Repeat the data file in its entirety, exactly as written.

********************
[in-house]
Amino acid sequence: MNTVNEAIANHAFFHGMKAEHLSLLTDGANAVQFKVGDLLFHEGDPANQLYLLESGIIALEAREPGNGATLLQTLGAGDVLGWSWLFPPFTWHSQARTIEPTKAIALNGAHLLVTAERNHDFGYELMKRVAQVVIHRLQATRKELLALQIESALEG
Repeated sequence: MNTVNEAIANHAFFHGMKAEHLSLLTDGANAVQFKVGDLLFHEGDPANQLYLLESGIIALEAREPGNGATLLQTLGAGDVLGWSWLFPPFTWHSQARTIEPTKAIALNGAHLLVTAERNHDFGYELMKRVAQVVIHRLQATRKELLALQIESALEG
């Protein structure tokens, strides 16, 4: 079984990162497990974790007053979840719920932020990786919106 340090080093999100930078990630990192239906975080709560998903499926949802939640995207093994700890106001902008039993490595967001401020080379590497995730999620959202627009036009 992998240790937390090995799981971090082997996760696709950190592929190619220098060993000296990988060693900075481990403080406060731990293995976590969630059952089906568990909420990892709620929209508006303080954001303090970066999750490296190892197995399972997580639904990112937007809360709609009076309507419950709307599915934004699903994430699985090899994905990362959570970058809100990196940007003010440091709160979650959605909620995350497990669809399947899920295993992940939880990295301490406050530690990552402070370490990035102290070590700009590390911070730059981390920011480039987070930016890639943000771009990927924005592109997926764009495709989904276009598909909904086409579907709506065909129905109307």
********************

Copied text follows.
[in-house]
Amino acid sequence: MNTVNEAIANHAFFHGMKAEHLSLLTDGANAVQFKVGDLLFHEGDPANQLYLLESGIIALEAREPGNGATLLQTLGAGDVLGWSWLFPPFTWHSQARTIEPTKAIALNGAHLLVTAERNHDFGYELMKRVAQVVIHRLQATRKELLALQIESALEG
Repeated sequence: MNTVNEAIANHAFFHGMKAEHLSLLTDGANAVQFKVGDLLFHEGDPANQLYLLESGIIALEAREPGNGATLLQTLGAGDVLGWSWLFPPFTWHSQARTIEPTKAIALNGAHLLVTAERNHDFGYELMKRVAQVVIHRLQATRKELLALQIESALEG
């Protein structure tokens, strides 16, 4: 079984990162497990974790007053979840719920932020990786919106 340090080093999100930078990630990192239906975080709560998903499926949802939640995207093994700890106001902008039993490595967001401020080379590497995730999620959202627009036009 992998240790937390090995799981971090082997996760696709950190592929190619220098060993000296990988060693900075481990403080406060731990293995976590969630059952089906568990909420990892709620929209508006303080954001303090970066999750490296190892197995399972997580639904990112937007809360709609009076309507419950709307599915934004699903994430699985090899994905990362959570970058809100990196940007003010440091709160979650959605909620995350497990669809399947899920295993992940939880990295301490406050530690990552402070370490990035102290070590700009590390911070730059981390920011480039987070930016890639943000771009990927924005592109997926764009495709989904276009598909909904086409579907709506065909129905109307």